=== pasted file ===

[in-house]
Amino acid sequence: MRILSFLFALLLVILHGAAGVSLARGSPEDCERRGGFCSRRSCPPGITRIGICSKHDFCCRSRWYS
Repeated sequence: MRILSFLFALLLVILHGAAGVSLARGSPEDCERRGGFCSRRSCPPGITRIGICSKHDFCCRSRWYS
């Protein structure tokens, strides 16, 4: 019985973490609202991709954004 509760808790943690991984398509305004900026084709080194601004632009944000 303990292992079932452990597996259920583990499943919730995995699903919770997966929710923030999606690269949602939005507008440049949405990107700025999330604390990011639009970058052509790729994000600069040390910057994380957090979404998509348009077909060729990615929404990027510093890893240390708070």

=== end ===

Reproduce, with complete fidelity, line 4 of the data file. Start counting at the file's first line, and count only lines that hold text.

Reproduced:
């Protein structure tokens, strides 16, 4: 019985973490609202991709954004 509760808790943690991984398509305004900026084709080194601004632009944000 303990292992079932452990597996259920583990499943919730995995699903919770997966929710923030999606690269949602939005507008440049949405990107700025999330604390990011639009970058052509790729994000600069040390910057994380957090979404998509348009077909060729990615929404990027510093890893240390708070």